No individual or business is immune to the consequences of economic ups and downs. The job market, the stock market, local housing prices, and a number of other economic factors can have a direct influence on your own financial situation, including your ability to reach your financial goals
During economic downturns or times of uncertainty, those financial goals can be threatened and even thrown off course. In spite of the challenges you may be facing, you can improve your own outlook by learning a few financial tips for times of uncertainty. Here are five tips to help you navigate this difficult period of time.
1. Don’t quit your day job.
Are you currently employed? Think twice before quitting your job to pursue another career path. Economic uncertainty means it could be hard for you to get a new job down the road. By sacrificing income now, you could be jeopardizing your long-term future.
If you want to go back to school or pursue other career goals, consider doing so on evenings and weekends and keeping your current income. If conditions improve later, you can always quit your job—but if the economy worsens, you might be glad you held on to your job and its financial security.
2. Increase savings and financial security by scaling back on luxuries.
Economic uncertainty doesn’t always affect you personally—at least not right away. But when this uncertainty starts to build, it’s often wise for individuals and families to be proactive in preparing for any potential impact they might experience.
Consider cutting back on nonessential expenses as a means of reducing your living costs and freeing up additional income to either save or invest. Cutting back on vacations, entertainment, and even your regular house-cleaner visits are all simple ways to reduce your liabilities without making dramatic changes to your life.
3. Add money to your emergency fund.
Economic uncertainty is a good reason to make sure you’ve got healthy cash reserves at your disposal. Even if you already have an emergency fund, it might be wise to respond to this uncertainty by increasing the amount of money in that emergency fund—at least temporarily.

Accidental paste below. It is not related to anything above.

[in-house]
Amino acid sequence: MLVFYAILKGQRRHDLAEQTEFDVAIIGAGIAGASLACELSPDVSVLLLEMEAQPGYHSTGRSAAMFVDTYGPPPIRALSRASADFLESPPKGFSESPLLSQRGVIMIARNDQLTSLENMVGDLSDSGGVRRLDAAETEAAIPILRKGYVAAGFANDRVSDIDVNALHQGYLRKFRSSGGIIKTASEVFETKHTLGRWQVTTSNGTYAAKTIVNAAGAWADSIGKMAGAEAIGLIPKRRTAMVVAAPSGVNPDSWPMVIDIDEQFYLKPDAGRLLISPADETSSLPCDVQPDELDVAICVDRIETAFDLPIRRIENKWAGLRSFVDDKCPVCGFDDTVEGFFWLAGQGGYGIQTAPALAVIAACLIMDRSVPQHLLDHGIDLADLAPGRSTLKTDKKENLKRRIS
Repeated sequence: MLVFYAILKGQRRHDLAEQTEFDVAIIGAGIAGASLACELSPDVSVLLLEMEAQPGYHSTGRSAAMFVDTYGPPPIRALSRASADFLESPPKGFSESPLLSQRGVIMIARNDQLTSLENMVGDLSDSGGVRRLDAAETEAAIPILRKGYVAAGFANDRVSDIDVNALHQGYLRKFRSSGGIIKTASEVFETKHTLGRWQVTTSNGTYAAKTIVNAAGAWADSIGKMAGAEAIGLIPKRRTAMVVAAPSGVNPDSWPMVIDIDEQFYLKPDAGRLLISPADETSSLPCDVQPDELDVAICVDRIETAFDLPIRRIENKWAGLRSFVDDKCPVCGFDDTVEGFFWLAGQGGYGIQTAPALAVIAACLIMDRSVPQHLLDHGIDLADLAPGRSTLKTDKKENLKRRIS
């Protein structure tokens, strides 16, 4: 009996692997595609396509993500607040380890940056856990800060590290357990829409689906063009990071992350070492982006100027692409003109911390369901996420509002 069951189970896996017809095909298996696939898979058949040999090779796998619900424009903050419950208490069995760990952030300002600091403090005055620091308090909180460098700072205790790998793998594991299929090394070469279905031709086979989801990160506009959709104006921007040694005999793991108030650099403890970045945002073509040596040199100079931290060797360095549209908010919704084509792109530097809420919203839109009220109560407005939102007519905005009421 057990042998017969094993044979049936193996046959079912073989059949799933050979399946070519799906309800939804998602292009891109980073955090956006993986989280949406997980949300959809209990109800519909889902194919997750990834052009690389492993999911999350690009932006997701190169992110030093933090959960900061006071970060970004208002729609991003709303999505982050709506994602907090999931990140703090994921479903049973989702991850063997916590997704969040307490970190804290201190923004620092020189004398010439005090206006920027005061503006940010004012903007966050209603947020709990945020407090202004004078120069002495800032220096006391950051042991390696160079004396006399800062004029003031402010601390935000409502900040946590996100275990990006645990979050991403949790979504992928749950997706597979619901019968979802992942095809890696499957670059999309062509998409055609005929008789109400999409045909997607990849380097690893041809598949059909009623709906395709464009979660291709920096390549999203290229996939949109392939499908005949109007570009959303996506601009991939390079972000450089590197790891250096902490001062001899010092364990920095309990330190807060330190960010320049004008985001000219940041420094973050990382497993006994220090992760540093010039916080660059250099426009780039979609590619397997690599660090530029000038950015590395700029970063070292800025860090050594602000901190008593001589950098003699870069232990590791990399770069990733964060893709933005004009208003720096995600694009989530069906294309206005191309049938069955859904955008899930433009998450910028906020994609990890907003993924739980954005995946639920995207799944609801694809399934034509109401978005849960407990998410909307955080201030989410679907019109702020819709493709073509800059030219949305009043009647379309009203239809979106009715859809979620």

Once the period of economic uncertainty is over, you can take the additional funds you’ve added and put them toward other goals. But if more serious types of disruption take place, such as a loss of income, you’ll be glad you built up some extra cushion to soften your fall.
4. Take advantage of lower rates and more attractive financial terms, if possible.
Saving up to buy a car or a house? Periods of broad economic uncertainty can actually work in your favor if your own finances remain stable. Auto and mortgage interest rates typically drop in the face of economic turmoil, so taking out a loan during this period can save you thousands in interest over the life of a loan.
Even if you’re only looking to grow the funds in your retirement account, investing during a down market allows you to essentially purchase investments at a discount. Experts caution against trying to time your investment purchases around economic downturns, but if you’re in position to buy low, you could quickly generate a large return.
5. Don’t beat yourself up if you have to adjust your plans.
In some cases, the impact of economic uncertainty may force you to pause or adjust your goals. If the above tips aren’t enough to help you move forward with your current financial goals, give yourself permission to put those goals on the back burner while you focus on more pressing needs, such as paying your bills and avoiding debt.
Economic uncertainty can be stress-inducing, but it doesn’t last forever. When financial disruption happens, change your strategy to account for these changes, and explore creative ways to use these new circumstances to your advantage.
For more tips on improving your financial security, check out our infographic, “4 Tips for Building an Emergency Fund Savings Account.”